The momentum behind a $1.1 trillion spending bill designed to avert a US government shutdown appears inexorable—excellent news for Wall Street, which is counting on the legislation to help it roll back some of the more restrictive regulations imposed after the 2008 financial crisis.
The rules in question refer to swaps, derivatives contracts in which the parties essentially exchange financial assets for a set amount of time. The Dodd-Frank financial reform bill of 2010 included regulations designed to prevent the cascading effects of derivatives calls like the ones that threatened to spread insolvency through the financial system in 2008, and to reduce the risk that taxpayer funds would be put toward bank bailouts in the future.
The big financial firms that dominant the swaps markets were particularly unhappy with rules preventing them from holding or trading derivatives within their federally insured bank subsidiaries—where they typically have an advantage. (That’s because the prospect of government bailouts arguably affords the bank subsidiaries higher credit ratings, which comes in handy when you’re playing in the swaps market.)
Facing the prospect of having their derivatives activities “pushed out” to subsidiaries unprotected by federal deposit insurance, the big banks pushed back. During the drafting of Dodd-Frank, they succeeded in keeping some categories of swaps in house, including foreign exchange, gold, silver, and interest rate swaps. But the banks earned a bigger victory in 2013 by getting the Republican-controlled House of Representatives to pass a bill essentially written by Citigroup lobbyists to create large exemptions in the rule.
It turns out the same language was slipped into the current spending bill; here’s a helpful graphic from Mother Jones:
The provisions would likely allow the banks to pursue many different (and potentially high-risk) financial activities under the guise of “hedging”—remember, JPMorgan’s Chase’s $6 billion in London Whale losses were ascribed to a hedge.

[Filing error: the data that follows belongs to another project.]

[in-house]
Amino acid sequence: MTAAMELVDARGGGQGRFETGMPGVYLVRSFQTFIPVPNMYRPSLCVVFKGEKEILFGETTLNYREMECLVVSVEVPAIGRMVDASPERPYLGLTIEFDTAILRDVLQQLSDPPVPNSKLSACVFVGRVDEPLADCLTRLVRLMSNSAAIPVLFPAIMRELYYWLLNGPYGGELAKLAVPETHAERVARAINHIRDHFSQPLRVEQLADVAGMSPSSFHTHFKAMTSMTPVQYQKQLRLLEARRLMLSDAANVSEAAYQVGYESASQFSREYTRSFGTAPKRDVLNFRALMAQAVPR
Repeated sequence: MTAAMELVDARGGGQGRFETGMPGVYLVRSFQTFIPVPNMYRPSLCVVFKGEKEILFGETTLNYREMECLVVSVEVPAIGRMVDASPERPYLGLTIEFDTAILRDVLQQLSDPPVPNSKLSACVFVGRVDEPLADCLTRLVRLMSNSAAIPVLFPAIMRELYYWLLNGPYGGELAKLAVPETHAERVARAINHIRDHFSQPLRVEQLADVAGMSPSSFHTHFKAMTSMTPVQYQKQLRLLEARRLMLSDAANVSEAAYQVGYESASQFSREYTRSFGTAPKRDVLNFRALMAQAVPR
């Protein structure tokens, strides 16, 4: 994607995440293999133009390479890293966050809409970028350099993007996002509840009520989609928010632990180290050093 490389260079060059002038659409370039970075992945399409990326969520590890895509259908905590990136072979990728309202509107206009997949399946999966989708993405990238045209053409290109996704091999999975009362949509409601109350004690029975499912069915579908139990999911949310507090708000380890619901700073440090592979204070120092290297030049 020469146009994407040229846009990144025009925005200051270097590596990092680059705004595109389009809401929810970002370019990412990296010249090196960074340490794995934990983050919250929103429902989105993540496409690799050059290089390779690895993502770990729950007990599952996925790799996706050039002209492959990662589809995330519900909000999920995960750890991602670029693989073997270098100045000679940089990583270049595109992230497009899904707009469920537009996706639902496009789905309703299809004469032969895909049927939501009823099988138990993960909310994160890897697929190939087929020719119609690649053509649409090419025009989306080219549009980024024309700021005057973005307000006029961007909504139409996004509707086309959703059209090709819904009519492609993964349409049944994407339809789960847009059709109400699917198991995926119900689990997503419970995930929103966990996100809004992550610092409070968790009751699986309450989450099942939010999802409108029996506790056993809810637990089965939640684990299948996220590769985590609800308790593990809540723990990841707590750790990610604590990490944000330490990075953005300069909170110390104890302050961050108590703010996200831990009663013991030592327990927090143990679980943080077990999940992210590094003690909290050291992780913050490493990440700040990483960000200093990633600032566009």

Democratic leaders are upset about the provision, which they say represents a give-away to financial interests—the largest banks, JPMorgan, Citi, Bank of America, Wells Fargo, and Goldman Sachs conduct the most derivatives business—but it will be interesting to see if it leads to real obstruction to the bill; no one wants to be seen as the cause of a government shutdown.
The vote counting will be tricky: House speaker John Boehner will likely need some Democratic votes to pass the spending bill before it goes to the Senate, but he may not get them if the Democratic leadership decides to fight back against the swaps provision. Even it passes the House, the Senate may find a way to remove the provision without derailing the deal, but each hour closer to the deadline makes delay more politically risky.
In any case, the Democrats don’t have much room to maneuver here: Like Republicans, they salt the membership of Congressional financial oversight committees with members who need to raise money—the committee appointments make these lawmakers pretty irresistible to donors from the financial sector. That’s one reason the bill containing these exemptions on swaps, the one that passed last year in the House, attracted 70 votes from Democrats. It’s a picture of policymaking in the world of pay-to-play politics that the proposed spending bill is only reinforcing.